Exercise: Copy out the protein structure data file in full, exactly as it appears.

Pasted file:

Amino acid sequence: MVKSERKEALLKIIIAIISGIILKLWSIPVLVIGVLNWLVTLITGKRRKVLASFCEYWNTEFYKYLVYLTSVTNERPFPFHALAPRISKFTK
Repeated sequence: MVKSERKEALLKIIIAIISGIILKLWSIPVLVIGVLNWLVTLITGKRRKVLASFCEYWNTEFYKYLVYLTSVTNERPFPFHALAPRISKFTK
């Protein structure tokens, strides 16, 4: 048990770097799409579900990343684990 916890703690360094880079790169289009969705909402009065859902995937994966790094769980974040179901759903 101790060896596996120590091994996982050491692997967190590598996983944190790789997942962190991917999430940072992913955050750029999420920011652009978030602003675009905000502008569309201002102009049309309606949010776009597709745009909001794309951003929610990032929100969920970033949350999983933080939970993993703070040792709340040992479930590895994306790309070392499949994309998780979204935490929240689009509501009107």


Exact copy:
Amino acid sequence: MVKSERKEALLKIIIAIISGIILKLWSIPVLVIGVLNWLVTLITGKRRKVLASFCEYWNTEFYKYLVYLTSVTNERPFPFHALAPRISKFTK
Repeated sequence: MVKSERKEALLKIIIAIISGIILKLWSIPVLVIGVLNWLVTLITGKRRKVLASFCEYWNTEFYKYLVYLTSVTNERPFPFHALAPRISKFTK
């Protein structure tokens, strides 16, 4: 048990770097799409579900990343684990 916890703690360094880079790169289009969705909402009065859902995937994966790094769980974040179901759903 101790060896596996120590091994996982050491692997967190590598996983944190790789997942962190991917999430940072992913955050750029999420920011652009978030602003675009905000502008569309201002102009049309309606949010776009597709745009909001794309951003929610990032929100969920970033949350999983933080939970993993703070040792709340040992479930590895994306790309070392499949994309998780979204935490929240689009509501009107």